87 Every person has her own opinion on all the issues. The opinion is expressed be a number , which may be positive or negative. Let vai. be the number. The opinions vai are uniformly distributed on the interval [-1,+1].
88 Knowing vai , one can calculate a utility of an agent a, if the platform pk comes true. Namely,
89 Ua(pk) = sumi ( pki* vai)
90 An agent votes under various political systems. She votes for the party, which offers a platform with maximal utility for her. Or she votes for the issue, which gives maximal utility.
91 The world political practice shows different ways of converting individual votes into political decisions. Simplest way is called referendum and direct democracy. The result of referendum is a policy (platform) p= (pi), where quantity of people with vai>0 is greater then quantity of people with vai
92 Next one is a form of representative democracy called direct competition. In practice direct competition forms presidential power under the rule “the winner receive everything”. Formally in our term it means that people vote for parties and the party with maximum votes takes an office.
93 The third one, we take into consideration, is a proportional representation. It is another form of representative democracy called a parliamentary power. Every political party, which took part in the election, receives an influence proportional to the number of votes for the party.
94 Questions, we want to receive the answers.
  1. What regime is better (in terms of the total welfare function) and under what conditions?
  2. What influence of number of political parties on the value of the welfare function?
  3. What influence of number of jurisdictions on the value of the welfare function?
  4. What type of party’s behavior is better in terms of welfare function and in terms of probability to win or to pick up greater number of votes?
96 Of course, the number of questions to be raised is much greater. Nevertheless one can propose, that purely mathematical approach will fail to answer the mentioned questions.
97 So, the behavior of agents is described above. They vote and move if necessary. The behavior of political parties is more complicated. A political party has its platform, which lies in the base of the party. But a party can change its platform to attract more voters. So it is necessary to define the neighborhood of the platform, inside which the party keeps its base. There are more flexible parties then others, depending on the size the neighborhood of its platforms.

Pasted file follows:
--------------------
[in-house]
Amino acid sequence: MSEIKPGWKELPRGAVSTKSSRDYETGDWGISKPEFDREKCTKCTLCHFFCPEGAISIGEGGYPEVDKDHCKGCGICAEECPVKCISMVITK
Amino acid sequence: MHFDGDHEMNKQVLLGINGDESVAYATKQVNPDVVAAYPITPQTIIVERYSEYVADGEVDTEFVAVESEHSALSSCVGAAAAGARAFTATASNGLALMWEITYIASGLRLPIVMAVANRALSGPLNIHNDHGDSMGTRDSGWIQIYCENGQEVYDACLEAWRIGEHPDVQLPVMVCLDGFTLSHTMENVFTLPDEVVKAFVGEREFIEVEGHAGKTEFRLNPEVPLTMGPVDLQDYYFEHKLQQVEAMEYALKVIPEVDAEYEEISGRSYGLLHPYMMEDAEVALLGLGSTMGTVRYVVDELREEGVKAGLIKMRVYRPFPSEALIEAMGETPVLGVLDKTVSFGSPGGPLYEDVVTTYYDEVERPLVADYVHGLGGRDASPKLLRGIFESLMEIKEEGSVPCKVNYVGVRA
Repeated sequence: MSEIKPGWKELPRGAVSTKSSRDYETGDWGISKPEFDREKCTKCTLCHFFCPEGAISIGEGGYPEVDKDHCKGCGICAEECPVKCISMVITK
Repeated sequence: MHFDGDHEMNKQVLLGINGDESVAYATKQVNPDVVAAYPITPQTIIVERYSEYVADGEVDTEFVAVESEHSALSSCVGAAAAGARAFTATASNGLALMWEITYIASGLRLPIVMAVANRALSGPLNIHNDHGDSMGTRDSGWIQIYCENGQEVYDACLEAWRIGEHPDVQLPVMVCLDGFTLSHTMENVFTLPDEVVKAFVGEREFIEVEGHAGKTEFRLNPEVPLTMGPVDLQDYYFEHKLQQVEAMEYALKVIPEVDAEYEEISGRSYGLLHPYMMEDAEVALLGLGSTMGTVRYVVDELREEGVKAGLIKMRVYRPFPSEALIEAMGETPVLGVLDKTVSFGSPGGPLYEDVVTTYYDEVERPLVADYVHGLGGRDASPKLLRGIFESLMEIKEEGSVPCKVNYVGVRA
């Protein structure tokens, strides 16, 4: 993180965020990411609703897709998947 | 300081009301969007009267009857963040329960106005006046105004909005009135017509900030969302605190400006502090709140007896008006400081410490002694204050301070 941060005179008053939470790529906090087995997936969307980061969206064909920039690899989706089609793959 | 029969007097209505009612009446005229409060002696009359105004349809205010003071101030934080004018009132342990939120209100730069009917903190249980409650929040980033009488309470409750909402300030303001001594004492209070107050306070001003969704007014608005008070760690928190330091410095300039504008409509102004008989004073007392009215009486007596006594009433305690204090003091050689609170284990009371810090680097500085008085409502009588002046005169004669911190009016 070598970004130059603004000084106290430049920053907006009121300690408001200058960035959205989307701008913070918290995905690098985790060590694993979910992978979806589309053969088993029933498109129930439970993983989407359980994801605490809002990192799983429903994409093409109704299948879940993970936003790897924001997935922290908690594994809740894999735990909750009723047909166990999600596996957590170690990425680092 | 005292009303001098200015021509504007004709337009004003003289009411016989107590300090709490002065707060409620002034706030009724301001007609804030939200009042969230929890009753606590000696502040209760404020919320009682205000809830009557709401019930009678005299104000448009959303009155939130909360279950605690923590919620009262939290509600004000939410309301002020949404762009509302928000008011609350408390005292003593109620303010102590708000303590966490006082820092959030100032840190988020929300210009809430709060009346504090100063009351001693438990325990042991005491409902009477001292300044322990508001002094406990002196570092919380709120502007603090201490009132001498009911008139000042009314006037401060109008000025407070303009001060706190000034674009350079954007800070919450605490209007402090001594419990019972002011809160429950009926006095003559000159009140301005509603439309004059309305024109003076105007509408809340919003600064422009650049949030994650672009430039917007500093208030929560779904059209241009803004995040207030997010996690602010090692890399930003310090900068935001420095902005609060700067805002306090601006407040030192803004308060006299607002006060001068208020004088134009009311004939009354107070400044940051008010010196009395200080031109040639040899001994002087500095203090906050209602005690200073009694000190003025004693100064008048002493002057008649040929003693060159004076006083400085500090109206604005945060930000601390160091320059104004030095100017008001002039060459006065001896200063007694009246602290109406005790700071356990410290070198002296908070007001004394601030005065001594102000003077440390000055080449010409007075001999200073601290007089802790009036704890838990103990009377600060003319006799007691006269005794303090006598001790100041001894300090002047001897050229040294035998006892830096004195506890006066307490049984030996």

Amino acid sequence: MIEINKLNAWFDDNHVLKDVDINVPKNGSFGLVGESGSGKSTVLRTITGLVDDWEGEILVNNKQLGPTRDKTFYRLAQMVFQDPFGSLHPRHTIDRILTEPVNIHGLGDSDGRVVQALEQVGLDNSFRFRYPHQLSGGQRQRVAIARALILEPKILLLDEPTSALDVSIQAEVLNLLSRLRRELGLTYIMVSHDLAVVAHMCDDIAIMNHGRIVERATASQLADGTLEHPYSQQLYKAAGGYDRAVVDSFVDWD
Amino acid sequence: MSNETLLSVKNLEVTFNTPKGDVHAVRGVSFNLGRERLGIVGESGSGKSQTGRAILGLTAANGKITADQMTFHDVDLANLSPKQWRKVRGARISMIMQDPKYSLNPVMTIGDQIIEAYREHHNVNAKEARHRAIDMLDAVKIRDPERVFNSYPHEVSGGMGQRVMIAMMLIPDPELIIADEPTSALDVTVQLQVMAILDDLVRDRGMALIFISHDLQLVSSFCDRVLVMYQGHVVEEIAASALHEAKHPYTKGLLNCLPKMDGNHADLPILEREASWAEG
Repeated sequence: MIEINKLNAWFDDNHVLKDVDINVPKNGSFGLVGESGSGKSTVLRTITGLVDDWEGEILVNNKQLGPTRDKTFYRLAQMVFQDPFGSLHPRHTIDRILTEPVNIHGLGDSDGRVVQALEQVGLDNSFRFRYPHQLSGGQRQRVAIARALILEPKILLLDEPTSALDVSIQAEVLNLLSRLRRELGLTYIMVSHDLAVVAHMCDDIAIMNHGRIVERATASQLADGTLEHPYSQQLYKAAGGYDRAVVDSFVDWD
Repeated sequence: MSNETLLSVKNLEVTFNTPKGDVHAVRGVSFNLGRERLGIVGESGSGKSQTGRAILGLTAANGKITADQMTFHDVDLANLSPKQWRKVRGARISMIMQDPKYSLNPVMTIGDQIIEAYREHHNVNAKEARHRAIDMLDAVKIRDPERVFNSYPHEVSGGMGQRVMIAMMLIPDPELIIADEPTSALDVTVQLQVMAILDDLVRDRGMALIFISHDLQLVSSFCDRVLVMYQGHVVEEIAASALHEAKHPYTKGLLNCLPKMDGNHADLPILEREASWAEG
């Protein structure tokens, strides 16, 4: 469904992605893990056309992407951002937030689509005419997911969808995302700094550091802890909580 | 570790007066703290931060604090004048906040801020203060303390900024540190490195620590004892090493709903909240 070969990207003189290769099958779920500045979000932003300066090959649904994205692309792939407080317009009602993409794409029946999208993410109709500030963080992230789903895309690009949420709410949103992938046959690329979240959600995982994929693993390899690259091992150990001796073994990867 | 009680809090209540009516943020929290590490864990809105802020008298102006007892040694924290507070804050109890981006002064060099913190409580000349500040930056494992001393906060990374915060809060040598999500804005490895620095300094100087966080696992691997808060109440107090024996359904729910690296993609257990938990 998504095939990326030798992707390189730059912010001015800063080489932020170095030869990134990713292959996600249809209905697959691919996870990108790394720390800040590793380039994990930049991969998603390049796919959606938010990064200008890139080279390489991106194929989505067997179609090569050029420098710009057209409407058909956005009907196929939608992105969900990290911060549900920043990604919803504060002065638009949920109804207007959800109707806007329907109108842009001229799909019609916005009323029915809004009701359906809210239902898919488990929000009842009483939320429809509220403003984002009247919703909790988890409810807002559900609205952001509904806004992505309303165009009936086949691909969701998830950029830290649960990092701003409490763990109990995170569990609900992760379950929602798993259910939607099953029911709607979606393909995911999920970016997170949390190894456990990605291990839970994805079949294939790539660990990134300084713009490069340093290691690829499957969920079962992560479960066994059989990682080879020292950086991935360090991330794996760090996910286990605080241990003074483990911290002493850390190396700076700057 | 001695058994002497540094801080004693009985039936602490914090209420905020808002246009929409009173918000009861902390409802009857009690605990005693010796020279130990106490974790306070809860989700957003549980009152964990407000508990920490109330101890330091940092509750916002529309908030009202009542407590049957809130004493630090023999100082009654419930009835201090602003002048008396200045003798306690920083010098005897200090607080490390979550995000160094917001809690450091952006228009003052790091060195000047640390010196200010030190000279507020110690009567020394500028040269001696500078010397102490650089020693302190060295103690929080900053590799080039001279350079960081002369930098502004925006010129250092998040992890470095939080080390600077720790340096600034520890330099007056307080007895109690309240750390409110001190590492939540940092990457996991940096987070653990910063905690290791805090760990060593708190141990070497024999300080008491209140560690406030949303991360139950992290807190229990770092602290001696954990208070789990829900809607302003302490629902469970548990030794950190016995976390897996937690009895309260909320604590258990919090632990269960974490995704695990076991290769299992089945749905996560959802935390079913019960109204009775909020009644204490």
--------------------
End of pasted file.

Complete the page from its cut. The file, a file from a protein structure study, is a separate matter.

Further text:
98 It is clear, that one can organize the process of simulations by different ways. One of the ways is the following.
99 One starts with defining the initial conditions: a realization of random distribution of agents between jurisdictions and random distribution of opinions (vai) among agents.
100 The platforms of all political parties are given. Every party tries to find correction of its platform, which brings greater votes. For that the party chooses so called focus group (randomly chosen given number of people). The focus group shows, which policy in the neighborhood gives maximal number of votes. The population votes for the presented programs. Points 3 and 4 can be repeated several times.
101 The results of the election are presented to the population. In means that in the case of referendum it is indicated winning issues in the each jurisdiction. Presidential election gives policies of wining party in the each jurisdiction. And in the case of parliamentary election the each jurisdiction calculates the policy, which should be realized.
102 The agents move to preferred jurisdictions, knowing situation in all jurisdictions. The process begins again from the point 3 and is repeated a given number of times.
103 The final distribution of the population between jurisdictions and the meaning of the welfare function compared with the solution of the social planner’s problem.
104 Detailed results of the simulations the one can find in Данков А. Н. и Макаров В. Л. (2002). Here I mention the two most interesting ones. The calculations show that in the case of one jurisdiction presidential regime gives better results in terms of welfare function when the number of parties is lower. If the number of parties is much greater then two, the parliamentary regime is better. In the case of multiple jurisdictions both regimes gives better results under several jurisdictions in comparison with one.
105 Needless to say, that the results are rather qualitative. One can calculate more precise outcome trying to obtain optimal number of parties and jurisdictions under different regimes.
106 Artificial Societies and Virtual Worlds.
107 One can find the evident connection between Artificial Societies and Virtual Worlds. In some sense we can consider an artificial society as a certain type of a virtual world. So the virtual world is a broader concept with less definite boundaries.